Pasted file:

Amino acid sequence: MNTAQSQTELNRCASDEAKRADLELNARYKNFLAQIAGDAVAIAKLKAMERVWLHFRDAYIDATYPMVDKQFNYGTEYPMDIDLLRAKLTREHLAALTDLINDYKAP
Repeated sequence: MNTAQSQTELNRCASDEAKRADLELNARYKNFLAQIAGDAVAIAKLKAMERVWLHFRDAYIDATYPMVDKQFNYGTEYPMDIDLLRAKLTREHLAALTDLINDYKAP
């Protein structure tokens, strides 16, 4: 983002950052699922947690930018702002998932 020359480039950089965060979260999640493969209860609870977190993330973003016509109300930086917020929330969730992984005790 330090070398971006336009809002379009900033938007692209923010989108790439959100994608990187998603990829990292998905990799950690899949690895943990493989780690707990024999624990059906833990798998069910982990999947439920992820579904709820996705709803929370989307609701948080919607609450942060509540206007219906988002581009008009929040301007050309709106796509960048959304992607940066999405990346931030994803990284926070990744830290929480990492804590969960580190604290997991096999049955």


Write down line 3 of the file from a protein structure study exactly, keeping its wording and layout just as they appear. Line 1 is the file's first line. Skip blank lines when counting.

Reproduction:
């Protein structure tokens, strides 16, 4: 983002950052699922947690930018702002998932 020359480039950089965060979260999640493969209860609870977190993330973003016509109300930086917020929330969730992984005790 330090070398971006336009809002379009900033938007692209923010989108790439959100994608990187998603990829990292998905990799950690899949690895943990493989780690707990024999624990059906833990798998069910982990999947439920992820579904709820996705709803929370989307609701948080919607609450942060509540206007219906988002581009008009929040301007050309709106796509960048959304992607940066999405990346931030994803990284926070990744830290929480990492804590969960580190604290997991096999049955």